I was initially drawn to investing by the idea of owning exciting companies driving the future of technology. I remember as a teenager doing some back-of-the-envelope math to see how much money I’d have if I’d simply bought my birthday money’s worth of Amazon or Apple stock when I was a young child.
It’s fun to invest in companies that are trying to change the world, but that excitement comes with risk.
According to Embroker, 90% of start-ups ultimately fail. And while the failure rate for public tech companies is certainly lower, the odds of finding the next Amazon or Tesla are extremely low. That is why smart investors understand the importance of buying boring companies, not just exciting ones.
When I say boring companies, I’m talking about mature businesses with proven track records of execution. These companies usually have strong brand awareness and loyalty, and while they’re likely growing slower than tech start-ups, they’ve done so consistently for years, if not decades.
Here are three reasons you should make space in your portfolio for these boring companies.
They’re less volatile
If you’re losing sleep over your stock portfolio, you’re likely overexposed to risk. Recently, growth stocks have taken a beating, with some down as much as 90%, and the tech-heavy Nasdaq Composite down 25% year to date.
Meanwhile, the Fidelity Blue Chip Value ETF — a fund comprised of at least 80% well-established, medium- to large-cap stocks — is only down 5% in 2022.
While there’s less upside with blue chip stocks, you’re also insulated from the extreme downside that comes with smaller-cap growth companies.
They add consistent compounding growth
Compounding is one of the keys to long-term outperformance. Think of it like a snowball rolling down a hill. At first, the growth is barely noticeable, but by the time the snowball reaches the bottom, it’s exponentially larger.
One of the reasons mature businesses tend to be compounding machines is because they elect to return their profits to shareholders in the form of stock buybacks and dividends. Growth companies return value to shareholders by investing cashflows back into the business to increase revenues (and eventually profits).
But at a point, it becomes difficult to continue generating value by investing in growth, so mature companies pay out a portion of their profits to shareholders. This produces slow but consistent returns that snowball over time for investors.
Consider two of the best compounders over the last 20 years — Costco and The Home Depot.
If you invested $10,000 in Costco in July 2002, your investment would be worth over $174,000 today. And had you reinvested the dividends, you’d be sitting on over $220,000. That’s a 2,100% gain and a compound annual growth rate (CAGR) of 17%.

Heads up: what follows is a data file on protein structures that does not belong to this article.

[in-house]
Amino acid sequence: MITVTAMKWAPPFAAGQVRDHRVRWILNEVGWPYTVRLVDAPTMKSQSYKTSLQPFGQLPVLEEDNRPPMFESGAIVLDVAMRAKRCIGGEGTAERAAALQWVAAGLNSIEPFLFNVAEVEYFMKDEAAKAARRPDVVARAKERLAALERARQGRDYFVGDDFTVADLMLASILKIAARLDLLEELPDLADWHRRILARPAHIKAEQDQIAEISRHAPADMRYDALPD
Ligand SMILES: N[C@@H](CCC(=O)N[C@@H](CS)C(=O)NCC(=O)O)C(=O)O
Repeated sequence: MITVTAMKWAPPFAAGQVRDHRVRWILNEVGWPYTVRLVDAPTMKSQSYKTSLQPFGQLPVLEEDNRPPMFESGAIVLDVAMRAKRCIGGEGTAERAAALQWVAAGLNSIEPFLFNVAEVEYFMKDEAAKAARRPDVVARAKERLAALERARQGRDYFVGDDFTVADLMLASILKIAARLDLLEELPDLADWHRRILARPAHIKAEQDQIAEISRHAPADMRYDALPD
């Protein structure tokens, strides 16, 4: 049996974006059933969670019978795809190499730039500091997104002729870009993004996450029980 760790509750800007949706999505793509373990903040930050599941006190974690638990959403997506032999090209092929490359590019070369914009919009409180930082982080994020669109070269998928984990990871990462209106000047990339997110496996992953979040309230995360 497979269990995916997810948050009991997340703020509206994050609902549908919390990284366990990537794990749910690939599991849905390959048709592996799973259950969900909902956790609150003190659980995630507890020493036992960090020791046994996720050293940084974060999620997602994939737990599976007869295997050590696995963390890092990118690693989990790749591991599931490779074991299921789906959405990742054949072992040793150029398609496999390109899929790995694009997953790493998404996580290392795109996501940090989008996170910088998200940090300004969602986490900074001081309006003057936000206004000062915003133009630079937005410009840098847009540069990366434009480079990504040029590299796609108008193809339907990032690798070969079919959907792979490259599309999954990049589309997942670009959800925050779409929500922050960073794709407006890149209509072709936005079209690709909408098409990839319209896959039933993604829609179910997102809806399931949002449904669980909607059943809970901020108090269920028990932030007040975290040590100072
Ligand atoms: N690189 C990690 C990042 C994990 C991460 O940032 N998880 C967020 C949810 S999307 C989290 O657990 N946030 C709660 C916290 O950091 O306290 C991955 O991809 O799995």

Similarly, had you invested the same amount in The Home Depot 20 years ago, your investment would be worth $155,689, which is a CAGR of 15% (dividends reinvested).
Neither of these companies invented a new technology or disrupted anything over the last two decades. However, they both have strong brands and consistently deliver exceptional value to their customers while growing their bottom lines. Companies that can do this for decades might not be the most exciting, but they will grow your portfolio exponentially.
They tend to keep winning
Many investors look for tiny under-the-radar companies, hoping to get in early before they blow up. And while the occasional bet on micro-cap stocks can make sense, there is plenty of long-term upside in investing in proven winners. This is because great businesses tend to keep executing and winning over long periods of time.
Imagine a massive boat, like a cruise ship or a cargo tanker. It takes tremendous power to get ships of that size moving, but once they reach cruising speed, there’s little that can slow them down.
Companies are the same way. It takes an incredible amount of effort and resources to build a winning corporate culture and habits, but once those are instilled, they tend to persist for long periods of time.
That allows companies like Microsoft and Berkshire Hathaway to continue delivering returns for their shareholders for decades upon decades. And the great thing about the stock market is that you can place your bets on the winners throughout the race, not just at the beginning.
Don’t overthink it
Oftentimes we think we need to pursue complex investing strategies for strong returns, but the reality is that countless proven businesses will continue to deliver strong returns for their shareholders for years, even decades.
You won’t 100x your money, but you can certainly beat the market by investing in boring businesses.
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John Mackey, CEO of Whole Foods Market, an Amazon subsidiary, is a member of The Motley Fool’s board of directors. Mark Blank has positions in Tesla. The Motley Fool has positions in and recommends Amazon, Apple, Berkshire Hathaway (B shares), Costco Wholesale, Home Depot, Microsoft, and Tesla. The Motley Fool recommends the following options: long January 2023 $200 calls on Berkshire Hathaway (B shares), long March 2023 $120 calls on Apple, short January 2023 $200 puts on Berkshire Hathaway (B shares), short January 2023 $265 calls on Berkshire Hathaway (B shares), and short March 2023 $130 calls on Apple. The Motley Fool has a disclosure policy.